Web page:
Most disturbingly, Lindsay and Takeyh recommend threatening nuclear retaliation to deter Iran from subverting its neighbors. But as their own analysis suggests, it would be very difficult to determine where to draw that "redline" because subversion is usually clouded in secrecy. Moreover, internal unrest in neighboring countries would likely have multiple causes, obscuring Iran's hand. Given the ambiguities and the gravity of any decision to use nuclear weapons, Iran would not likely be deterred by such a threat because the United States would be unlikely to carry it out. In any case, the United States and its friends have good intelligence agencies, and so they ought to be able to combat Iran's subversive activities directly. The provision of weapons, money, advice, and training are the tools of subversion; intelligence collection, covert interdiction, and overt police work are the countermeasures. Neither a conventional counterattack nor a nuclear response would be appropriate. And if Iran finds openings for subversion because its neighbors mistreat their own citizens or mistreat other states, perhaps domestic political or foreign policy reforms in those countries are in order, as the authors recommend.

Lindsay and Takeyh suggest that the United States should threaten nuclear preemption, writing that Washington should threaten to "strike preemptively, with whatever means it deemed necessary," in the event that Iran developed a nuclear force and put it on alert during a crisis. Although such a reaction would be unwise, both the United States and Israel would consider it, and Iran should know this. Nuclear alerts are a dangerous game. In any event, Washington and Tel Aviv should wield this threat with great care, lest mutual alarm prompt Iran to put its nuclear forces on alert out of fear, not aggressive intent, and noises about preemption provoke Iranian escalation. No one would want that to happen.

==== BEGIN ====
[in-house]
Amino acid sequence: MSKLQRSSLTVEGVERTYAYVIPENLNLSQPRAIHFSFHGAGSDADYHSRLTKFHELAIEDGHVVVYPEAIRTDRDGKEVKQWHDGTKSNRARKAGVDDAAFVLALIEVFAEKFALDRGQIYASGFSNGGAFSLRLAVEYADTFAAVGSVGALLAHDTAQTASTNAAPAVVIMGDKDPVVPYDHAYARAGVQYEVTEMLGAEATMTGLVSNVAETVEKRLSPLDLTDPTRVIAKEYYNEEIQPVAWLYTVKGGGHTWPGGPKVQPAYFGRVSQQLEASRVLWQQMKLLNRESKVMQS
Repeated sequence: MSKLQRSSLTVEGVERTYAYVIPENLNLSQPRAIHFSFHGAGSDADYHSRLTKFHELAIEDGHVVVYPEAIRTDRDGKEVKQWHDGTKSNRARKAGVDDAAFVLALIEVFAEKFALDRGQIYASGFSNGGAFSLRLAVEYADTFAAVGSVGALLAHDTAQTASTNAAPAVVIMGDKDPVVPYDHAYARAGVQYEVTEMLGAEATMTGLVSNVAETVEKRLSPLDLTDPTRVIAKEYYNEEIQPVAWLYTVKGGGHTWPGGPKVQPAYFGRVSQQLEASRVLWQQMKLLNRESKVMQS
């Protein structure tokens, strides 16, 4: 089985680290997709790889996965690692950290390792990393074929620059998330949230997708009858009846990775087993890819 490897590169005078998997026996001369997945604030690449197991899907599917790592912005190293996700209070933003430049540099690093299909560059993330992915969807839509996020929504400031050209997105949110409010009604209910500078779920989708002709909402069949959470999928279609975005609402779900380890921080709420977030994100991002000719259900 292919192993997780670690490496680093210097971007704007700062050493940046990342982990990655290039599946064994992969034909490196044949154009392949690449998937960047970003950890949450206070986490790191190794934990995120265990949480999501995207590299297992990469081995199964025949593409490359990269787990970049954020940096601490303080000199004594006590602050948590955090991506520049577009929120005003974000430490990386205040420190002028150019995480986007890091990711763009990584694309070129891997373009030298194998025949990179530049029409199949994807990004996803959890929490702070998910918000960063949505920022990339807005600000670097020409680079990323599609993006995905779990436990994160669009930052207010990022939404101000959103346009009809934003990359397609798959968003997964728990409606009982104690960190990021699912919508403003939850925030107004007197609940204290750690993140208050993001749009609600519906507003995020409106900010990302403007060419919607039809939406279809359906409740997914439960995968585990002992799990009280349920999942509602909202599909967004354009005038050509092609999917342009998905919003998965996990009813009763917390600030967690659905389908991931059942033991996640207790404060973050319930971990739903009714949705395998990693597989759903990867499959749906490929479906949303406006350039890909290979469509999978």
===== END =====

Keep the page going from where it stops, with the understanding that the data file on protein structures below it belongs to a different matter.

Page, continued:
Realistically, neither the United States nor Israel ought to rely on preemption as the means to a meaningful victory in a nuclear war with Iran. Strategists should be honest: despite the United States' impressive capabilities and Israel's deep fears about Iran, the decision to use nuclear weapons to preempt a suspected attack from Iran would be very difficult. This is a long-standing problem. Even an extraordinarily successful preemptive attack might miss something, and the wounded and angry victim would probably respond. Unlike with conventional forces, in the world of nuclear forces, the remainders matter; even one surviving nuclear missile could destroy a city. This is an irreducible risk, and not even the expanded theater missile defense systems that Lindsay and Takeyh recommend would take it out of the calculation. Moreover, a decision to launch a nuclear first strike would sorely test not only the nerves of U.S. or Israeli policymakers but also their ethics. Intelligence indicating that Iran was preparing to launch its weapons is unlikely to be so compelling as to make a decision to use nuclear weapons for the first time since 1945 an easy one. Even conventional preemption is fraught with risk.

Iran must instead be made to understand one simple thing: using nuclear weapons first or arranging for others to do so would be the path to certain annihilation. There is nothing Iran could do to prevent devastating retaliation from the United States or Israel. Making that point clear should be the underpinning of the United States' deterrence strategy.

BARRY R. POSEN is Ford International Professor of Political Science and Director of the Security Studies Program at the Massachusetts Institute of Technology. He is currently on leave at the Dickey Center at Dartmouth College.